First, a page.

“Washed Ashore: Art to Save the Sea’’ – the popular conservation exhibit now on display at Audubon Aquarium of the Americas and Audubon Zoo – is expanding.
On Thursday, October 11, the Aquarium unveiled nine more of artist Angela Pozzi’s creations, including sculptures of a Rockhopper Penguin named Zorabelle, Steve the Weedy Sea Dragon and Stella the Sea Horse. Another new arrival, Seemore the Sea Lion Pup, has joined Sebastian James the Tufted Puffin on display at Audubon Zoo.
Just like those that arrived earlier, the new additions to the collection feature larger-than-life aquatic animal sculptures crafted from plastic trash collected from Pacific Coast beaches. All the sculptures will be on display at the Aquarium and the Zoo through April 30, 2019.
Pozzi’s exhibit, which Audubon welcomed on July 27, is designed to educate a global audience about the threat that plastic pollution poses for the ecosystems of the world’s oceans and waterways.
Assembled entirely from plastic trash, the sculptures offer visitors a powerful, visual reality of the proliferation of pollution in the world’s waterways through marine animal representations that use thousands of pieces of debris in practically every color of the rainbow.
A close look at the sculptures reveals the myriad of items used to construct the artworks – everything from toothbrushes, a duck decoy, a baby pacifier and a toilet seat to a car bumper, buoys, bleach bottles, bait traps and flip flops.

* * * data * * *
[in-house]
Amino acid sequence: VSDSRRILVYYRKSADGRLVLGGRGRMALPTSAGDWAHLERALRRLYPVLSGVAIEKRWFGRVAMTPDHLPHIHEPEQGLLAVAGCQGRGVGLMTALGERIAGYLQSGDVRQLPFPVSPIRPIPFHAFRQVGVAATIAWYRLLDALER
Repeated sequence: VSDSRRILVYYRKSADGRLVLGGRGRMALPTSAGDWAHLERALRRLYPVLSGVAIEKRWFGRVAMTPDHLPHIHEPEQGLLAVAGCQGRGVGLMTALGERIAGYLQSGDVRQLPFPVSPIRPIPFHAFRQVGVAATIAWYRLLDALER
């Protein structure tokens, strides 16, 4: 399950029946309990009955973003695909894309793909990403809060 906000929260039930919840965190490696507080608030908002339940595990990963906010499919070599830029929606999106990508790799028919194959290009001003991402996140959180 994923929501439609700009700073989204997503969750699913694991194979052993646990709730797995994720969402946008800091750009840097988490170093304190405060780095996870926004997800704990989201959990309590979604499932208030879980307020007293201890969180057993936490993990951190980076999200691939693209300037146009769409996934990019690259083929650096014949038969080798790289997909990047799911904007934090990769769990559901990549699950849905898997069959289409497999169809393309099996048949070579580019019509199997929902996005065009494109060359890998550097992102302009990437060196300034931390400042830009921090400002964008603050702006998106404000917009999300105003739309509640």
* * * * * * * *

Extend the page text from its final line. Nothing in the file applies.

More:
“I hope that placing these marine debris sculptures near some of the animals affected by this tragedy offers an opportunity for Aquarium visitors to stop and think about how they can make a difference,” said Pozzi, Artistic Director and Lead Artist for the Washed Ashore Project. “Plastics have entered all marine habitats and every level of the ocean food chain and whales, fish, zooplankton and numerous other animals are eating the trash.”
Experts estimate that 80 percent of marine debris comes from land-based sources – streets to streams to rivers to oceans.
Audubon Nature Institute is reducing single-use plastics by phasing out plastic straws from concessions and plastic bags from gift shops. Since 2017, more than 200,000 individual pieces of single-use plastics have been eliminated.
The not-for-profit Washed Ashore Project was created in 2010 after Pozzi witnessed mounds of plastic trash piling up on formerly pristine beaches along her native Oregon coast. She organized all-volunteer cleanups and used the collected trash – washed and sorted – to create massive, realistic sculptures of sea animals most affected by the pollution.
Since the project began, more than 10,000 volunteers have participated, collecting, washing and hand stitching parts of sculptures. More than 42,000 pounds of plastic pollution have been collected from over 300 miles of beaches and turned into more than 70 sculptures that tour the country.
The exhibit is included with a general admission ticket to the Aquarium or the Zoo.
PHOTO: Audubon Nature Institute
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